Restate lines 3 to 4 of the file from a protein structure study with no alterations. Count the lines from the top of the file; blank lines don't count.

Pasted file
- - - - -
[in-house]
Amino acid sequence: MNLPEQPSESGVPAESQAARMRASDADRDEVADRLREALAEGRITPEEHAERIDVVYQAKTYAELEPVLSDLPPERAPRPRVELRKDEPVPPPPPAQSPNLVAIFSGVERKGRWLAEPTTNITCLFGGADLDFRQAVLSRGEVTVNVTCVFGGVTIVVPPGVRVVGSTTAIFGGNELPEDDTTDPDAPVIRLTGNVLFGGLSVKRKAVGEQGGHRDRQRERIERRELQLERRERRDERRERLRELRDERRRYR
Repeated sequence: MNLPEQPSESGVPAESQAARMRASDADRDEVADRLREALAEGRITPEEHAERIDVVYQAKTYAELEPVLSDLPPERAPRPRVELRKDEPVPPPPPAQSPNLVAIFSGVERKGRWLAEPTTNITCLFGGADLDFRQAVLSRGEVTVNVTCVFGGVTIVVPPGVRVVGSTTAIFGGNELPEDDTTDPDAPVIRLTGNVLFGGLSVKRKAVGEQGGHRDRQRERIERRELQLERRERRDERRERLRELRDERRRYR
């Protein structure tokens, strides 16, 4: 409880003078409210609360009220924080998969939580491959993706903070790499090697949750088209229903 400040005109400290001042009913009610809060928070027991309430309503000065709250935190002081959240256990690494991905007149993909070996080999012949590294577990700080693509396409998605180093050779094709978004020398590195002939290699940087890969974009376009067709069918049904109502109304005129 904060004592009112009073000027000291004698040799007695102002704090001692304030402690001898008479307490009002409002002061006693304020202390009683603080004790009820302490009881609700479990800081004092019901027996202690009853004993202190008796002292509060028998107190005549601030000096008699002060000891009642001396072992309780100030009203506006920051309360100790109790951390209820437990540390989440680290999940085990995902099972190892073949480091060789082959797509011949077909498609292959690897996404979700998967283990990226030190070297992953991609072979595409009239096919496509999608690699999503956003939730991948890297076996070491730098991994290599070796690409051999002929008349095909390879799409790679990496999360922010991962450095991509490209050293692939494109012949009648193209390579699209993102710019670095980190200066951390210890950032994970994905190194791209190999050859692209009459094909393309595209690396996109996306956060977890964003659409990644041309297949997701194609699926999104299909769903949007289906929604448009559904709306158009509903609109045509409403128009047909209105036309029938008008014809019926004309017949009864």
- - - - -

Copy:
Repeated sequence: MNLPEQPSESGVPAESQAARMRASDADRDEVADRLREALAEGRITPEEHAERIDVVYQAKTYAELEPVLSDLPPERAPRPRVELRKDEPVPPPPPAQSPNLVAIFSGVERKGRWLAEPTTNITCLFGGADLDFRQAVLSRGEVTVNVTCVFGGVTIVVPPGVRVVGSTTAIFGGNELPEDDTTDPDAPVIRLTGNVLFGGLSVKRKAVGEQGGHRDRQRERIERRELQLERRERRDERRERLRELRDERRRYR
């Protein structure tokens, strides 16, 4: 409880003078409210609360009220924080998969939580491959993706903070790499090697949750088209229903 400040005109400290001042009913009610809060928070027991309430309503000065709250935190002081959240256990690494991905007149993909070996080999012949590294577990700080693509396409998605180093050779094709978004020398590195002939290699940087890969974009376009067709069918049904109502109304005129 904060004592009112009073000027000291004698040799007695102002704090001692304030402690001898008479307490009002409002002061006693304020202390009683603080004790009820302490009881609700479990800081004092019901027996202690009853004993202190008796002292509060028998107190005549601030000096008699002060000891009642001396072992309780100030009203506006920051309360100790109790951390209820437990540390989440680290999940085990995902099972190892073949480091060789082959797509011949077909498609292959690897996404979700998967283990990226030190070297992953991609072979595409009239096919496509999608690699999503956003939730991948890297076996070491730098991994290599070796690409051999002929008349095909390879799409790679990496999360922010991962450095991509490209050293692939494109012949009648193209390579699209993102710019670095980190200066951390210890950032994970994905190194791209190999050859692209009459094909393309595209690396996109996306956060977890964003659409990644041309297949997701194609699926999104299909769903949007289906929604448009559904709306158009509903609109045509409403128009047909209105036309029938008008014809019926004309017949009864």